Of course, the generic congressional contest does not tell you directly about how the myriad individual races will turn out (we'll get to the race by race data in a moment) so some caution is advised in assessing just what this gaudy lead is likely to mean for the Democrats on election day. But here's some food for thought. Three political scientists, Joseph Bafumi, Robert Erikson and Christopher Wlezien, have recently released a paper that forecasts the level of seat shifts from the generic congressional vote question, using model-based computer simulations of the 435 individual House contests.

The gruesome methodological details may be found in the paper, but the bottom line is that their simulations predict a 32 seat pickup for the Democrats. As we shall see when we get to the race by race data, this is not such a crazy prediction.

But before we get to the race by race data, let me flag a couple of more things from the national-level data. One is the probable role of independents in this election. As I remarked in my initial post on this blog:

The Democrats are also running even larger leads among independents in the generic Congressional ballot–typically 6-7 points higher than their overall lead.....

With that in mind, consider the following. As far back as I can get data (1982), the Democrats have never had a lead among independents larger than 4 points in an actual election, a level they managed to achieve in both 1986 and 1990. Indeed, since 1990, they’ve lost independents in every congressional election: by 14 points in 1994; by 4 points in 1998; and by 2 points in 2002. So, even leaving questions of relative partisan turnout aside (and I suspect the Democrats will do better, not worse, in this respect in 2006), the implications of a strong Democratic lead among independents in this year’s election, if it holds, are huge.

National polls continue to confirm a very wide lead for Democrats among independent voters. For example, the latest Washington Post/ABC News poll showed the Democrats running an amazing 28 point lead among independents, a finding that was discussed at length in the Post story on the poll. As I have continually stressed--and the mainstream press is now starting to pick up on--the Roveian fire-up-the-base-and-screw-the-middle strategy only works mathematically if losses in the political center can be minimized. Now they can't and the GOP is likely to pay the price--and very probably not just in this election.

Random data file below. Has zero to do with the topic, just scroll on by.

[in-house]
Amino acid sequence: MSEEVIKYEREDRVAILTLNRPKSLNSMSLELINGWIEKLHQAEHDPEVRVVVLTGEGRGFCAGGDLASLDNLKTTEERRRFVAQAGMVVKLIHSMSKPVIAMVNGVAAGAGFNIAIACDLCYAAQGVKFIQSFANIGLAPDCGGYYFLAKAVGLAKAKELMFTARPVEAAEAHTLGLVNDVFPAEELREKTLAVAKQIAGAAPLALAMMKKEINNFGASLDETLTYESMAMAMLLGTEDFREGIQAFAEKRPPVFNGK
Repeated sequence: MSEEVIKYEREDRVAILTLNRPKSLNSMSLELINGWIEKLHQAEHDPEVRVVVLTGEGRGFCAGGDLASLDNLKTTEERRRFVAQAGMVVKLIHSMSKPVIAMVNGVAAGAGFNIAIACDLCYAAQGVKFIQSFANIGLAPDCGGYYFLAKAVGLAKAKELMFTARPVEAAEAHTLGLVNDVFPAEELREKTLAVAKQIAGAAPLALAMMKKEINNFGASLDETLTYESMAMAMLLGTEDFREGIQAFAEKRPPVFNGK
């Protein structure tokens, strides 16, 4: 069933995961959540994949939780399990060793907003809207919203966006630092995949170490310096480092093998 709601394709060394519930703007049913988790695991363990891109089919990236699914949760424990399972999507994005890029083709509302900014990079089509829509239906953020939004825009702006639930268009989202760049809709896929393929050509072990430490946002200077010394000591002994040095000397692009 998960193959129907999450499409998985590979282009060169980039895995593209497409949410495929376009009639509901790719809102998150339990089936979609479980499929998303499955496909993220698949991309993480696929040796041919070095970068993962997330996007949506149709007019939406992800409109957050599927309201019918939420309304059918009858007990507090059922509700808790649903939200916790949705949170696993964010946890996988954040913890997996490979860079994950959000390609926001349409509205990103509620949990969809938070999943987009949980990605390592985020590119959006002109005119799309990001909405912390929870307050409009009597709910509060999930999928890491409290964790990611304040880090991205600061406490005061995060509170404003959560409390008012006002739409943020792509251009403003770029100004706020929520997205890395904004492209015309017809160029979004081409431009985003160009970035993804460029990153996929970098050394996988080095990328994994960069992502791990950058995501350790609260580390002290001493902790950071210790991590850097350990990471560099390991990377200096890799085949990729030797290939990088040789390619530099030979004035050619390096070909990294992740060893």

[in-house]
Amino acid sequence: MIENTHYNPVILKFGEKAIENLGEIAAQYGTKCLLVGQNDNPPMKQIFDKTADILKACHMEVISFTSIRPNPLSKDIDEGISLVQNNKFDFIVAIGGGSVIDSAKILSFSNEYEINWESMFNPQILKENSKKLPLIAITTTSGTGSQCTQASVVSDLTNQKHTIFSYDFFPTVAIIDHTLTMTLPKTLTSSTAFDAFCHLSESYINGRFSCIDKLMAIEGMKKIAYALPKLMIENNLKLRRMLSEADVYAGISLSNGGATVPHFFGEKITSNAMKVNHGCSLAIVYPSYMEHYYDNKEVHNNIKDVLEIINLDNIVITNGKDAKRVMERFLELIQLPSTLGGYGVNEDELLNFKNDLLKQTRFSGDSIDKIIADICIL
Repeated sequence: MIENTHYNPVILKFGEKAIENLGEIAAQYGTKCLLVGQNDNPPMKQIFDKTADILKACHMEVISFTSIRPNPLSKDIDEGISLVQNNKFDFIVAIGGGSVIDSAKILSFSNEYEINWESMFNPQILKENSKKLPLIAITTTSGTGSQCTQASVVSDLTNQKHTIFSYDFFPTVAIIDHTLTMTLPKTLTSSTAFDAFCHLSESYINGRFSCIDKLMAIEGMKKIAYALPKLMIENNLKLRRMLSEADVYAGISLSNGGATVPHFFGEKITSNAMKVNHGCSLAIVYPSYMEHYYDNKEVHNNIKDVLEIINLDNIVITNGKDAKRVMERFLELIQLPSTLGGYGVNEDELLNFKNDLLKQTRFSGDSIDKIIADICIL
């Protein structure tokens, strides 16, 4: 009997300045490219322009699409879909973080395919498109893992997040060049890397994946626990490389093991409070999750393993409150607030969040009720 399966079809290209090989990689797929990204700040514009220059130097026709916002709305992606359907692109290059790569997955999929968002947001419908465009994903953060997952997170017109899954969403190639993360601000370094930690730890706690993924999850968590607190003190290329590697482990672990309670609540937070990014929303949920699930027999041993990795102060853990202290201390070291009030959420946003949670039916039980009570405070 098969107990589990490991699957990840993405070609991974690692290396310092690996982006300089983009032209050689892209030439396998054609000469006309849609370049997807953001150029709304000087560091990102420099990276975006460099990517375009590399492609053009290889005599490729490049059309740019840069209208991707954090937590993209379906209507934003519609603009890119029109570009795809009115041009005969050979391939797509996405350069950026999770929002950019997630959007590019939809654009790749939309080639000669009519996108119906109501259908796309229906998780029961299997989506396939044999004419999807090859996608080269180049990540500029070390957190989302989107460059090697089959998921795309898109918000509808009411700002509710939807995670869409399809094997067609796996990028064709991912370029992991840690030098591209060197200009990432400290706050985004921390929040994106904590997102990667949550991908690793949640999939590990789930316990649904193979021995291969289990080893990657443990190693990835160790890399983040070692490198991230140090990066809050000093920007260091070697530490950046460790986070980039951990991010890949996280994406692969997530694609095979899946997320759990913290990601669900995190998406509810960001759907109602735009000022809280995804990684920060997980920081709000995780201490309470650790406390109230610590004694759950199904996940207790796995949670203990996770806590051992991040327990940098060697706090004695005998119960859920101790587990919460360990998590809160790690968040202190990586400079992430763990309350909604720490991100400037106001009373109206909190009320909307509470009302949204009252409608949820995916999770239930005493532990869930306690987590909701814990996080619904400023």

Let me also draw your attention to a very interesting study released by the Pew Research Center that, among other things, compares a wide range of demographic groups' current voting intentions to their voting intentions at this point in the 2002 campaign. If you read one poll in detail this election cycle, let it be this one. The Pew data show huge swings toward the Democrats among many important voter groups including seniors, middle income voters, non-college educated voters, whites, rural residents, married moms, white Catholics--the list goes on and on. In effect, these shifts have turned yesterday's swing voters into Democratic groups and many of yesterday's Republican groups into swing voters.

Turning to the race by race data, polls show an ever-widening number of House seats in play. And, according to data from the Pew Research Center study and from a series of polls from Democracy Corps, Democrats are favored overall by voters in these districts. The latest Democracy Corps analsyis--"Iraq Weakens Republican Hold" is particularly noteworthy, since it shows Democrats making especially good progress in "third tier" competitive GOP seats, where GOP incumbents had the best chances of holding onto their seats. The reason, as the memo's title implies: Iraq. As more and more voters insist on seeing a change in this area, the fault lines are going deeper and deeper into GOP territory.